On May 31st, exactly eight months after our Kickstarter, we released Weather Factory's debut game, Cultist Simulator. How did it go? Here's a mini-retrospective.
— endless screaming ⚧ (@infinite_scream) June 6, 2018
CS has done well. More on that in a moment. I'm very happy it has. But this means we've been much, much busier in the last week than we expected, and we expected to be busy. After six months of beta testing, the game is in pretty solid shape, but I have a helpdesk queue full of edge-case save issues and black screen crashes on older versions of OSX. We've also got a mountain of feedback, press attention and old acquaintances getting in touch to say nice things.
And there are only two of us. We're digging ourselves out from under, and we're bringing in some freelance help, but we're bloody glad we cleared our calendars for the week after launch. We will be slow to reply to everything for a few days yet. Lesson: clear your calendar in launch week.
A special mention for feedback. We've got a lot of feedback: lots of enthusiasm, lots of very specific requests, lots of people asking for an autosort feature or other UI tweaks, and the usual round of Internet nastiness. One guy suggested that my approach to game design should land me in the Hague for trial for crimes against humanity. I have developed a thick skin over ten years, and all things considered the feedback, even the negative stuff, is an overwhelmingly good thing to have. But ladies and gentlemen and others, hear me when I say, if you release an unexpectedly popular indie game on the Internet in 2018, this is what you have to be ready for:
July will, we hope, be more normal. Though Lottie's speaking at Develop.
Everyone's been asking about this, so I won't tease you.
I've talked before about the importance of always trying to predict your numbers. Here's what I thought back in March:
My casual top-down prediction would be that, if itch is 3% of Steam, this will amount to about 20K sales, which would put us firmly in the black for the year and make me very happy.
I did give this some more thought. The total budget of Cultist Simulator, including freelancer costs and marketing, was 130K GBP (ish - we're a bit behind on calculating the actuals). With our Kickstarter money and our advance funds from Humble Publishing, we needed to sell about 3K copies to break even. You need to do more than break even in gamedev, though.
I thought we would almost certainly sell 10K, which would be enough to call it a limited success and mean that with another Kickstarter and good DLC sales we could make another game. I was reasonably confident of 20K. 30K was my most optimistic case. "It's not going to be another Sunless Sea," I kept telling people, especially myself. "It's half the budget, half the team size, half the time in development and we can't use Fallen London to promote it like we did at Failbetter with Sea."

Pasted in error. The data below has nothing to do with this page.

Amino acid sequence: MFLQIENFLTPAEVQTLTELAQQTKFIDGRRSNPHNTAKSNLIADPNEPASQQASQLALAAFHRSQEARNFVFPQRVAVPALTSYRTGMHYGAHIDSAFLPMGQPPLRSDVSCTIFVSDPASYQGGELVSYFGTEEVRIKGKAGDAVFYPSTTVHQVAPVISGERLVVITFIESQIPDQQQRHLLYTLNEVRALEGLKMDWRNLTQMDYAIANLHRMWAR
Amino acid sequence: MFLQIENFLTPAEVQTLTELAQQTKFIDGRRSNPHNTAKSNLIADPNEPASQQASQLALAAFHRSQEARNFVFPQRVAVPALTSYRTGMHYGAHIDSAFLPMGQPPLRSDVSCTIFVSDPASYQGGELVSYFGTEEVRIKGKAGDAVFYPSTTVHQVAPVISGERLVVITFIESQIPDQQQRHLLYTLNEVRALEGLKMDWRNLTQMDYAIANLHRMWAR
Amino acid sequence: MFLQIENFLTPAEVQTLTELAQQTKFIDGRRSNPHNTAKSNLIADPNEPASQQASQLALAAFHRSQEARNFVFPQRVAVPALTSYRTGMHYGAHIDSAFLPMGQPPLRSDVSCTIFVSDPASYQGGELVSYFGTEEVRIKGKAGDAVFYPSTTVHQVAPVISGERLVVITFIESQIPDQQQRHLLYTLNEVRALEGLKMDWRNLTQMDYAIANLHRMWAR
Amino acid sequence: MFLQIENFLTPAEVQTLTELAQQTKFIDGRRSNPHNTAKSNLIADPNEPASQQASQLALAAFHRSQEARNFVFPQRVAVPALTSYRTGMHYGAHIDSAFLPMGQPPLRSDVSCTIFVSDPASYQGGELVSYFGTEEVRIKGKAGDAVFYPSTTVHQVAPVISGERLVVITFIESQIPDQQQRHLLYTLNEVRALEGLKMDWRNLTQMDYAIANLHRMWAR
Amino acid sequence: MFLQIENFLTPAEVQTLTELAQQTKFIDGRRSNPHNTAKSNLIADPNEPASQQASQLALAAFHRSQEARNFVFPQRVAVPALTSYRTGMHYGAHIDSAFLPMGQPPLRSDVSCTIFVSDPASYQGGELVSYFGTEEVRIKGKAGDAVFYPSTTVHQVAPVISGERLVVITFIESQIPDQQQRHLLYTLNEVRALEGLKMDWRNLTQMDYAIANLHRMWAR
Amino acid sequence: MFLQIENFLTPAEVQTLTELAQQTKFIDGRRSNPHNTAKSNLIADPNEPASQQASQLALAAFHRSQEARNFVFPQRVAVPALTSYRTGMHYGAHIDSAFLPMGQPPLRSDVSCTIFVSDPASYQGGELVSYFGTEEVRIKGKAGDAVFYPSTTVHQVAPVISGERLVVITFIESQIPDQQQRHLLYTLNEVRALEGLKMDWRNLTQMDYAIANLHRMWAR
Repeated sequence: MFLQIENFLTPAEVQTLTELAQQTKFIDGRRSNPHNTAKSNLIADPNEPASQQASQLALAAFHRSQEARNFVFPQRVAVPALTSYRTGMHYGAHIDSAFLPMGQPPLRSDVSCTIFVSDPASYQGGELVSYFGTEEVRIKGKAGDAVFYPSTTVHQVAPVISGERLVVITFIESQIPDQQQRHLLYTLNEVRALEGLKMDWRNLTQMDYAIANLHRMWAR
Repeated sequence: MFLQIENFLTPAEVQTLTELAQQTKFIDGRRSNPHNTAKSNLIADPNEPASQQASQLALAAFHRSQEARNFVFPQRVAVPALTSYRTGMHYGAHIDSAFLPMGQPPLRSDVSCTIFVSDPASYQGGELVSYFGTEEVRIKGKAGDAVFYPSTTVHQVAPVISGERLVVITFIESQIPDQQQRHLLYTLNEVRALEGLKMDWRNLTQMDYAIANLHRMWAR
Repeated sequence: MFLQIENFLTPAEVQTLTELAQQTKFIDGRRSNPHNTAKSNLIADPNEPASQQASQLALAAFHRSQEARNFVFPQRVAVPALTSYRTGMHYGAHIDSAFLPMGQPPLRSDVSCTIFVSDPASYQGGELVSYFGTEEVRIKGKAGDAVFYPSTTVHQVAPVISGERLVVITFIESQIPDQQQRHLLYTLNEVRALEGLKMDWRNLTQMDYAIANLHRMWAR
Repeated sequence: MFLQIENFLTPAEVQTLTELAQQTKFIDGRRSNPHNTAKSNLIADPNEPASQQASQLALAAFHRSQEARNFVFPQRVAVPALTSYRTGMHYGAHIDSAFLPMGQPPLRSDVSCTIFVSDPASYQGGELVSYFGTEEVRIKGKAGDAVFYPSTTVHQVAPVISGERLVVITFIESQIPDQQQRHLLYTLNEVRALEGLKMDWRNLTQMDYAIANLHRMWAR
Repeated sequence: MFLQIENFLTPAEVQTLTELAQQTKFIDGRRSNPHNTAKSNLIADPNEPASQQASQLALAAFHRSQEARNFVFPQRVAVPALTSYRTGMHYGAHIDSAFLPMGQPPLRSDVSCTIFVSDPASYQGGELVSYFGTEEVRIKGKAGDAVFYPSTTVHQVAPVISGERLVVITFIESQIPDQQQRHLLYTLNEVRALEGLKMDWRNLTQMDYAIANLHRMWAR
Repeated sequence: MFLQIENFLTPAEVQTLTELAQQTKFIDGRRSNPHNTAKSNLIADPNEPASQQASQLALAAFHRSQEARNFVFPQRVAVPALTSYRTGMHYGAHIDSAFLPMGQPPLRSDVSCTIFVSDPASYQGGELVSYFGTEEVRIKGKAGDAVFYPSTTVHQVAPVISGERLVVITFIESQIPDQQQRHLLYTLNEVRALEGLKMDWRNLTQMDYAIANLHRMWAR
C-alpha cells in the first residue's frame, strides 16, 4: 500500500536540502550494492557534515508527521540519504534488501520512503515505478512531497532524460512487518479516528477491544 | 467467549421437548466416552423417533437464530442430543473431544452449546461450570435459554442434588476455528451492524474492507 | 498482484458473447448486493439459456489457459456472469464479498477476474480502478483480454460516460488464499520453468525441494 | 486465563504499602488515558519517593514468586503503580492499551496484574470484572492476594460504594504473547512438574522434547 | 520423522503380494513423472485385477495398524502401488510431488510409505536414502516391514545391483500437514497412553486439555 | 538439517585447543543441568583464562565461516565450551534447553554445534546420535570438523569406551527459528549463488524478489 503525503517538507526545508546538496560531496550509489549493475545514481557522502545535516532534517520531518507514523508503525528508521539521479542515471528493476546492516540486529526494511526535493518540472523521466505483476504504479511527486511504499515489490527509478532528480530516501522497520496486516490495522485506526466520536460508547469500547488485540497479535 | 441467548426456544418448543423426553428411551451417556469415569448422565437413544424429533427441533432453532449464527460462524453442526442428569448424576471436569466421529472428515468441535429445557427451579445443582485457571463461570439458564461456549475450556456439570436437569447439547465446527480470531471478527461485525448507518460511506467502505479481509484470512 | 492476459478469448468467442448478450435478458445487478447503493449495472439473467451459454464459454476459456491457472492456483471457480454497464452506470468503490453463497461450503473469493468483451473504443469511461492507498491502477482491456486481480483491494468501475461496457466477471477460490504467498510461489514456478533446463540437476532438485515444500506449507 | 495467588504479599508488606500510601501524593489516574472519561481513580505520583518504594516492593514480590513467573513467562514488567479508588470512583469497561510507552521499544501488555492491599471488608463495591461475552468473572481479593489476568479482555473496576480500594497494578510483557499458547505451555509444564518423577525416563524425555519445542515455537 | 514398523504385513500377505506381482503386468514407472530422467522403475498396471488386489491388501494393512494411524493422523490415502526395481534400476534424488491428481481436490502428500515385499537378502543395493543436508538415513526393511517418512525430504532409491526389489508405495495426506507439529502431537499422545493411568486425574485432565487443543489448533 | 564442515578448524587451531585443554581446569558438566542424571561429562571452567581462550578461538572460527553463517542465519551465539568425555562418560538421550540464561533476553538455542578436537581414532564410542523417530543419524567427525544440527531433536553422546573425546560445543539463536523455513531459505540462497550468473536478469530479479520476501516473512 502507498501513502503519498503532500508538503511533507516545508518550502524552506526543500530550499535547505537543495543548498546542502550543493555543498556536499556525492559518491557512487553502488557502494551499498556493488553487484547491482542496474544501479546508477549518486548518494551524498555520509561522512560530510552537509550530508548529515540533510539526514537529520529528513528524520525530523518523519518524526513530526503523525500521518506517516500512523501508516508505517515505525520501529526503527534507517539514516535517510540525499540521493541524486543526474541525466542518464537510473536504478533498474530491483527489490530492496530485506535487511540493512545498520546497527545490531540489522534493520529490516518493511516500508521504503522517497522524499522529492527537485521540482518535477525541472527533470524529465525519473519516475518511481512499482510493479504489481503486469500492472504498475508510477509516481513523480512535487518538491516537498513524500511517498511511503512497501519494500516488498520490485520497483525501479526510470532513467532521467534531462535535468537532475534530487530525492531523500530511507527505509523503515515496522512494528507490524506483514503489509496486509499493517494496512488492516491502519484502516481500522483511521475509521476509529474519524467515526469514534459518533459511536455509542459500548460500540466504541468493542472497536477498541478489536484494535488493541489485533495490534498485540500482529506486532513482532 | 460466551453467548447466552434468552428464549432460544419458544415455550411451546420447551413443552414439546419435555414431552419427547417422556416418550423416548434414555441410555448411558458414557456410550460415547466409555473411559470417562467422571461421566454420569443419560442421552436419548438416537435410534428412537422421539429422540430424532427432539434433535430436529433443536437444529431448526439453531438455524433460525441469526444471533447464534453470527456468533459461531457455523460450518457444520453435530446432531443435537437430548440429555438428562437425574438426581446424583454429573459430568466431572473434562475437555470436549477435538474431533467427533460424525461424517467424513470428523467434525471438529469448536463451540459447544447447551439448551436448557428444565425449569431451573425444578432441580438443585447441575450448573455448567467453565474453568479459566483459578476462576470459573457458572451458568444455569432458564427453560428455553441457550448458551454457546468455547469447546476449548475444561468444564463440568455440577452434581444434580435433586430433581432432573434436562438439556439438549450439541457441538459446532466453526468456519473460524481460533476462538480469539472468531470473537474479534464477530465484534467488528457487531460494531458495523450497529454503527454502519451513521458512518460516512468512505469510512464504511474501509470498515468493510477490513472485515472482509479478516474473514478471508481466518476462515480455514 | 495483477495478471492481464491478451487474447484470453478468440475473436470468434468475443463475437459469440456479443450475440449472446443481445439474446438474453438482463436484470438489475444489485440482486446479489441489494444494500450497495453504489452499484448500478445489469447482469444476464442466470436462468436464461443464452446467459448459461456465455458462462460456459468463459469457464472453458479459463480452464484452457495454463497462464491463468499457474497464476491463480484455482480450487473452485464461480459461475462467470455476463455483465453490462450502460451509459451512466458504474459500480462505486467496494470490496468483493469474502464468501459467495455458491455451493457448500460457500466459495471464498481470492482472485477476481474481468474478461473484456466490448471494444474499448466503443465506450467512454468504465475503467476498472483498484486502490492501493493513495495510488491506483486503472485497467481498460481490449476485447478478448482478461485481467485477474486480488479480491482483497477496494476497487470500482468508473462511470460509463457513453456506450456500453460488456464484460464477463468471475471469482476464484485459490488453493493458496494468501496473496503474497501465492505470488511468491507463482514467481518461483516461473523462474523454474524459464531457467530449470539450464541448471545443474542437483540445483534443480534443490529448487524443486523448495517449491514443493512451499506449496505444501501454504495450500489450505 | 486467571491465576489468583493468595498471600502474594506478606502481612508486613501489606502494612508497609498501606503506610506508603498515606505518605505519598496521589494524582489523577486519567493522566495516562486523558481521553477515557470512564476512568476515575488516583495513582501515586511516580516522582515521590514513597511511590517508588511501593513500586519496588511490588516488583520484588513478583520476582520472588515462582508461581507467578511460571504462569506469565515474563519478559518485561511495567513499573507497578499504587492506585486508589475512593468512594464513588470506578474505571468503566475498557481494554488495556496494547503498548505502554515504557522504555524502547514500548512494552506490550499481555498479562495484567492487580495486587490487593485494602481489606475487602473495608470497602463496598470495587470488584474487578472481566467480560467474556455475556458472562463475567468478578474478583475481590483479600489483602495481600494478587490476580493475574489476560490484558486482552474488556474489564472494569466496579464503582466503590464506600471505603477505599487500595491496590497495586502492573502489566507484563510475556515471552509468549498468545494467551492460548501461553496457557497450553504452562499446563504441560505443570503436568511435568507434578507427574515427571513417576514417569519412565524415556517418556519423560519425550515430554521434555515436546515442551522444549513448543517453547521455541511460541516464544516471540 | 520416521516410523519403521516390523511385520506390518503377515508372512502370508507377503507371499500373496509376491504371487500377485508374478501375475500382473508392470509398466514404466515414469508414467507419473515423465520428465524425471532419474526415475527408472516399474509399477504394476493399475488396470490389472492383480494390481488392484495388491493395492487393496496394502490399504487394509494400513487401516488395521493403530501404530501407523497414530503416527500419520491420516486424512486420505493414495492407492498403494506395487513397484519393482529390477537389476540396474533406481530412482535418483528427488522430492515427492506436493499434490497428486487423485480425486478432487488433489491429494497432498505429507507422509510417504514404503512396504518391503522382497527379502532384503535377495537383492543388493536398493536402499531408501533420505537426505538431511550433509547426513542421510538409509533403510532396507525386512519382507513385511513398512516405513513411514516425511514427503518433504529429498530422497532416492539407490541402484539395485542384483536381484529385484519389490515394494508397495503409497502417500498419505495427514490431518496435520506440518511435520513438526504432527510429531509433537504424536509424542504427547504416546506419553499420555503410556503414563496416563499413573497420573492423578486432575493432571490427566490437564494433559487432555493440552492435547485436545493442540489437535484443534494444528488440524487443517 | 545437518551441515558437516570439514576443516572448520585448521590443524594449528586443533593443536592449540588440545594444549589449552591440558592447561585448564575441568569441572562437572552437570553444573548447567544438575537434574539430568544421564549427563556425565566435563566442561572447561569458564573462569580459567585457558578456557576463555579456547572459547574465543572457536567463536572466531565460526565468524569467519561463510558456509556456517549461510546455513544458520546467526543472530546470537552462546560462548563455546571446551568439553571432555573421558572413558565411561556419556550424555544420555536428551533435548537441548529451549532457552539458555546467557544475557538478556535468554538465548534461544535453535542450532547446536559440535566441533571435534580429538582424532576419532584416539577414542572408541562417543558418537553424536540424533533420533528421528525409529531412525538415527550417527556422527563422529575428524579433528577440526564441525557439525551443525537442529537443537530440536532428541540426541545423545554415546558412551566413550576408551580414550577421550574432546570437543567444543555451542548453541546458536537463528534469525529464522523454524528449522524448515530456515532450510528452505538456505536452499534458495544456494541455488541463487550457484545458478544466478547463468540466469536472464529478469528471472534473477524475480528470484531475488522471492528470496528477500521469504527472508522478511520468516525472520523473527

On day 6, across all platforms, we've already sold more than 35,000 copies . This is almost exactly the number that Sea sold in the week after launch. I mean, eerily close. This makes me very happy but it also makes me genuinely existentially troubled about my complete inability, ten years and eight launches into my career, to predict commercial success. Next time I might just throw yarrow stalks.
But here you go: I am going to use Jake Birkett's formula to assume that in year 1 we will sell 157K copies. (Sea sold 350K but just because lightning strikes twice, I'm not going to assume it'll strike three times.) I'll see you in June 2019 and we'll talk about that. I should note that our publisher, Humble, gets (deservedly) 30% of whatever we earn from this, and that a lot of those copies will be at a discounted price for store sales, so working out final predicted revenue isn't straightforward, but yes, we made a profit, yes, we will definitely be supporting CS with updates, and yes, Weather Factory will be making more games.
THIS IS NOT TRUE: 'A game made by two people in a flat has a good chance of hitting #1 on Steam.'
THIS IS ALSO NOT TRUE: 'As an indie, I should multiply my best-case sales estimates by about five'.
If you take either of those lessons away from this post, I have done you tremendous harm. Commercial indie game dev is not a lottery, not exactly, but it's certainly a jungle in a storm. You might walk right past that path to safety, into the river, if you blink at the wrong moment.
But here are the things that I think helped us do this well, and that I tentatively recommend.
I'm taking the rest of the weekend off. More retrospective stuff from me and Lottie soon. I hope this was useful! if you've got qs, stick 'em in the comments.
[A minutely different version of this blog post appeared at www.weatherfactory.biz.]